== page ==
Project Talk:Quality Assurance/Backtraces

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Core dump naming and save path

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This discussion is still ongoing.


«…a core file that might be called either "core" or ""
(where pid is replaced with the actual pid of the program that died).»

Should be written something like:

By default core dump file is written to the current directory (usually, but not always — $HOME of user, running program). The name of core dump file is managed by "kernel.core_pattern" sysctl setting. The default value is "core". Rememeber: if you want to perform permanent change, you should put your value into /etc/sysctl.conf.

The second notable setting is the clearest, but not only, way to add pid suffix: the "kernel.core_uses_pid", by default disabled (so, if process provides several crashes in the same directory, see bug #504760 as example, you'll see only the last one).

There is another, better way to customize core dump file name.

I prefer the following value, specifying not only crashed program name and signal killed in filename, but writing cores into dedicated directory, not to search for cores, that also allows to catch otherwise missed crashes (again see, and maybe follow bug #504760):

kernel.core_pattern = /tmp/cores/core_%e-%s.%p

see man 5 core for detailed explanation and alternatives. The dedicated directory for cores must have full access for everybody (if user has no write access to the current directory, core dump probably willn't bew written). To create it in /tmp I use the following script:

mkdir -m 0777 /tmp/cores

You may want to use permanent directory instead. For example /var/tmp/cores.

Alternatively you can handle a directory using utils from sys-apps/opentmpfiles.

After configuring you could (and probably should) want to verify its correctness. To do it just run a program (for example — text editor), terminate it with followed with writing core signal, for example 6 (see man 1 kill and man 7 signal for details and alternatives) and see the result core file.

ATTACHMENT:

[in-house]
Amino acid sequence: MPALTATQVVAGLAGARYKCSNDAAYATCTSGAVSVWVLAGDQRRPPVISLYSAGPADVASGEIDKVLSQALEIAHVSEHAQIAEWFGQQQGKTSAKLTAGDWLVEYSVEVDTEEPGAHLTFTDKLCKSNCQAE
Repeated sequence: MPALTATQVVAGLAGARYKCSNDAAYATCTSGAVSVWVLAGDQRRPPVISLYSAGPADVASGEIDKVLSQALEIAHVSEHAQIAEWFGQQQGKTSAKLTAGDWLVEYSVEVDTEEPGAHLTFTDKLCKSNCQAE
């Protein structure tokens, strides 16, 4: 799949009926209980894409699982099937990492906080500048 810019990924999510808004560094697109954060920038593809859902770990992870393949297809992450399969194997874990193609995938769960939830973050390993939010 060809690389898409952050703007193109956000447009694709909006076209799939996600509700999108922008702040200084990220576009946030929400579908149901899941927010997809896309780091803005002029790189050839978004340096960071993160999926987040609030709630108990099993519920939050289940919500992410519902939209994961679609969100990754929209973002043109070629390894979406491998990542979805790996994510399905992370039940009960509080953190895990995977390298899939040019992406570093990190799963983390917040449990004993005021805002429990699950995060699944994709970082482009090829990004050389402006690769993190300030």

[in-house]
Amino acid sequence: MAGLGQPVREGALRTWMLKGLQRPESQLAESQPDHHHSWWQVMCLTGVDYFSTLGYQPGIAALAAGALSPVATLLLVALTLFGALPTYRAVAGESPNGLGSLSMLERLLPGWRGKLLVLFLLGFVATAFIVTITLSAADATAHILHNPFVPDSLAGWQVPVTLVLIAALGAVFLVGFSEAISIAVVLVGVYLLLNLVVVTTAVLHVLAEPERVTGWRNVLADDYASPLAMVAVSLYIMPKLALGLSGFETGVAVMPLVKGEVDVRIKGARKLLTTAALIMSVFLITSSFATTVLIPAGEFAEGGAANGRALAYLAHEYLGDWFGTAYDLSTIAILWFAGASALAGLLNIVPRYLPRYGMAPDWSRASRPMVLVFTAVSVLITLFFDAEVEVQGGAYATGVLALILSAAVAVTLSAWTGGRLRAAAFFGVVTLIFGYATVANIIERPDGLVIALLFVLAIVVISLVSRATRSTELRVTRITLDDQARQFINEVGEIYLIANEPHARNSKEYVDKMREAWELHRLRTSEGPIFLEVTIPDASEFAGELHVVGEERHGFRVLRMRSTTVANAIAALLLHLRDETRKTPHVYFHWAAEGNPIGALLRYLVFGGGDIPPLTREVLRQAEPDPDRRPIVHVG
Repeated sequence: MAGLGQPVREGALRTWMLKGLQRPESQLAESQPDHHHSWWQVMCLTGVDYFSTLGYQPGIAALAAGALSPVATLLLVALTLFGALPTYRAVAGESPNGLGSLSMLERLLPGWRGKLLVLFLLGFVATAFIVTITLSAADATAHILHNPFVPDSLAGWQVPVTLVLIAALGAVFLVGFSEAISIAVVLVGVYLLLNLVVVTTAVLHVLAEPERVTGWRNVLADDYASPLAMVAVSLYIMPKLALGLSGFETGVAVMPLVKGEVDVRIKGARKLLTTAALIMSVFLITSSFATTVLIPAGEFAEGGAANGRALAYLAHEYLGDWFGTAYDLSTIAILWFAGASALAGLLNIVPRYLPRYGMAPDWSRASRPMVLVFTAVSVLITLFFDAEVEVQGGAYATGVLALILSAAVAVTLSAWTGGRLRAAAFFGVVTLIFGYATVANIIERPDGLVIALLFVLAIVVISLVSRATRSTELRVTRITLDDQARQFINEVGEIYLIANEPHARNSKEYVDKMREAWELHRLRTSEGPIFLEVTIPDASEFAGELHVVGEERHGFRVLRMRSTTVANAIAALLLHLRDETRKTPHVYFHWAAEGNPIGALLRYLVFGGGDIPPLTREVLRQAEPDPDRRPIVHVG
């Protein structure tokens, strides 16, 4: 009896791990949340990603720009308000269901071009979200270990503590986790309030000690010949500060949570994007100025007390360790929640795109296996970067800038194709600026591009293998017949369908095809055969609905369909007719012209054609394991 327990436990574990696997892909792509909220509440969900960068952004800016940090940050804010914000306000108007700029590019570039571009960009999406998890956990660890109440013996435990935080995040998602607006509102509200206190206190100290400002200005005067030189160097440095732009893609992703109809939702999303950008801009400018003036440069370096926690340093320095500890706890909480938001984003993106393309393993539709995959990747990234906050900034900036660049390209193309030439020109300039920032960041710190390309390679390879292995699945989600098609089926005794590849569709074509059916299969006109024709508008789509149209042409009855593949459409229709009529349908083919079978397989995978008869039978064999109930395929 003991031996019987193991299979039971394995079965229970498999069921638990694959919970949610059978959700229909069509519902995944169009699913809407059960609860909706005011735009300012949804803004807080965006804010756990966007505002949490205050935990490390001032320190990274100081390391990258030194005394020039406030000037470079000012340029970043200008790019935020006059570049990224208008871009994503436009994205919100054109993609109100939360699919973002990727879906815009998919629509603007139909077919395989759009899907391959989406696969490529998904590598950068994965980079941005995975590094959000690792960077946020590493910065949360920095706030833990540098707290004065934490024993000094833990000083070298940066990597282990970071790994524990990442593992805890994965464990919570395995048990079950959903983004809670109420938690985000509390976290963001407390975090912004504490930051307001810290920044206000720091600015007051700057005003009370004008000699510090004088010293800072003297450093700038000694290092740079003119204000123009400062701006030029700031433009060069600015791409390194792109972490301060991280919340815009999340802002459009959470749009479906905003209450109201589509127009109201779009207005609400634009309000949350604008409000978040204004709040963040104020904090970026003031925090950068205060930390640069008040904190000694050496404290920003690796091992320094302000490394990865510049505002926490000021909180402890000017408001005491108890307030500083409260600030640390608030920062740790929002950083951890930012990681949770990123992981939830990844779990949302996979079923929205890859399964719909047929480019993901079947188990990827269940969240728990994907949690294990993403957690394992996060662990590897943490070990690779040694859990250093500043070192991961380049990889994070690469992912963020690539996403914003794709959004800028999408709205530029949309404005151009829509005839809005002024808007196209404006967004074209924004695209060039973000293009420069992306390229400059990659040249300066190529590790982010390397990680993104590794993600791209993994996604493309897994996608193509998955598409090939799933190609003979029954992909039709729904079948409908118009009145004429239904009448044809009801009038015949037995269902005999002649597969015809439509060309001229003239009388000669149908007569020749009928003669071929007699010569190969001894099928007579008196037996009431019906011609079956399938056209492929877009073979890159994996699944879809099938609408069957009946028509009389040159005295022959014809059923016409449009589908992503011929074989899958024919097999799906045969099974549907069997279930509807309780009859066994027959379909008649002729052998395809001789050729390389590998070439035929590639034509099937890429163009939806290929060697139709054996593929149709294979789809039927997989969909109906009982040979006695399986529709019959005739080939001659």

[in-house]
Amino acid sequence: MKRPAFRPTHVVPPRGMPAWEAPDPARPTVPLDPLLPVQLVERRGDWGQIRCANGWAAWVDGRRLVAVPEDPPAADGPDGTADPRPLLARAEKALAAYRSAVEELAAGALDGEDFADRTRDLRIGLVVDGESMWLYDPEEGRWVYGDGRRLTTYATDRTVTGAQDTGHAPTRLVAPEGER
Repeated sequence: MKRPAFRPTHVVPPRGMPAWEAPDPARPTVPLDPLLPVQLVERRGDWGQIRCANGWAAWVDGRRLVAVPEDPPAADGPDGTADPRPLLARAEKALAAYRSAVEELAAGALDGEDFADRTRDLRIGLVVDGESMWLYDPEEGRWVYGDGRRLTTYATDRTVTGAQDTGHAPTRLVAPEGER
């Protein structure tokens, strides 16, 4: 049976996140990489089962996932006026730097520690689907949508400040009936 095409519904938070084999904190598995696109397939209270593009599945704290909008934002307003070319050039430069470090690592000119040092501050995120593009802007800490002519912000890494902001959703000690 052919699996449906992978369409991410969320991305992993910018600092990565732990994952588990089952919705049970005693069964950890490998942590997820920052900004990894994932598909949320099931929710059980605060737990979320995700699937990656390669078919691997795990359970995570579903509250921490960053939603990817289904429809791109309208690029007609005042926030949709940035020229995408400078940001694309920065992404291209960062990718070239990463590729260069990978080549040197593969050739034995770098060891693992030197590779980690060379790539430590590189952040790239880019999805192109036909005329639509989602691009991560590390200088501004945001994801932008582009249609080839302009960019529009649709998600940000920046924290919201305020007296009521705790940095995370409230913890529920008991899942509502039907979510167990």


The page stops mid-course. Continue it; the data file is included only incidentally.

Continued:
Performing described check I was wondered with the fact of necessity of execution bit on dedicated core dump directory (needed for cd?).

--Anarchist 2014

I have emailed the QA team. Hopefully they can look this over and (potentially) fix up the article... --Maffblaster (talk) 09:16, 5 March 2017 (UTC)


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This discussion is still ongoing.

If anyone gets around to do it: some instructions and details on how to configure and use systemd's coredump handling and coredumpctl would fit in nicely here.

--Eliasp (talk) 18:07, 29 December 2014 (UTC)

Getting useful backtraces for X errors [Please add this as a section]

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This discussion is still ongoing.

X errors have the problem, that the program that uses X likely just exits normally or with an exit code. This makes it not obvious how to get a real backtrace in GDB. To achieve this, a number of additional steps have to be performed.

Also, a table of X error codes and request codes might come in handy.

As normally, make sure your program contains debug symbols:
CFLAGS="-Og -march=$YOUR_ARCH -pipe -ggdb" CXXFLAGS="$CFLAGS" FEATURES="nostrip" emerge --oneshot --nodeps $YOUR_PACKAGE

(--nodeps is used to save time. It is assumed the package has been installed normally, and does not lack any dependencies.)

Run gdb as follows:

(Using hexchat as an example.)

someuser@somemachine ~ $ export GDK_SYNCHRONIZE=1
someuser@somemachine ~ $ gdb hexchat
(gdb) break _XError
(gdb) run --sync
Starting program: /usr/bin/hexchat --sync
[Thread debugging using libthread_db enabled]
Using host libthread_db library "/lib64/".
[New Thread 0x7fffe35d1700 (LWP 4563)]

(hexchat:4553): Gdk-WARNING **: GdkWindow 0x56000ed unexpectedly destroyed

Thread 1 "hexchat" hit Breakpoint 1, _XError (dpy=dpy@entry=0x73f080, rep=rep@entry=0x14e0b70)
    at /var/tmp/portage/x11-libs/libX11-1.6.3/work/libX11-1.6.3/src/XlibInt.c:1396
1396    /var/tmp/portage/x11-libs/libX11-1.6.3/work/libX11-1.6.3/src/XlibInt.c: File or directory not found.
(gdb) set logging file backtrace.log
(gdb) set logging on
Copying output to backtrace.log.
(gdb) thread apply all bt full

Thread 2 (Thread 0x7fffe35d1700 (LWP 5197)):
#0  0x00007ffff55ae80d in poll () from /lib64/
No symbol table info available.
#1  0x00007fffe8e2558b in ?? () from /usr/lib64/
No symbol table info available.

(gdb) set logging off
Done logging to backtrace.log.
(gdb) quit
A debugging session is active.

        Inferior 1 [process 32061] will be killed.

Quit anyway? (y or n) y
someuser@somemachine ~ $

Setting a breakpoint at _XError is the key!

As you can see, the backtrace might not be particularly useful yet, due to the libraries not having been compiled with debug information yet.

The simplest way to solve that, is by finding the packages those libraries belong to, with (e.g. for libpulse):

someuser@somemachine ~ $ equery belongs /lib64/ /usr/lib64/ [...]
sys-libs/glibc-2.23-r2 (/lib64/ ->
sys-libs/glibc-2.23-r2 (/lib64/
media-sound/pulseaudio-8.0 (/usr/lib64/
media-sound/pulseaudio-8.0 (/usr/lib64/ ->

and then re-emerging all those libraries with debug information too:

CFLAGS="-Og -march=$YOUR_ARCH -pipe -ggdb" CXXFLAGS="$CFLAGS" FEATURES="nostrip" emerge --oneshot --nodeps =sys-libs/glibc-2.23-r2 =media-sound/pulseaudio-8.0  [...]

Of course, splitdebug can be used too.

Now re-running step #2 will result in a useful stack trace in the backtrace.log file, which can be used in bug reports.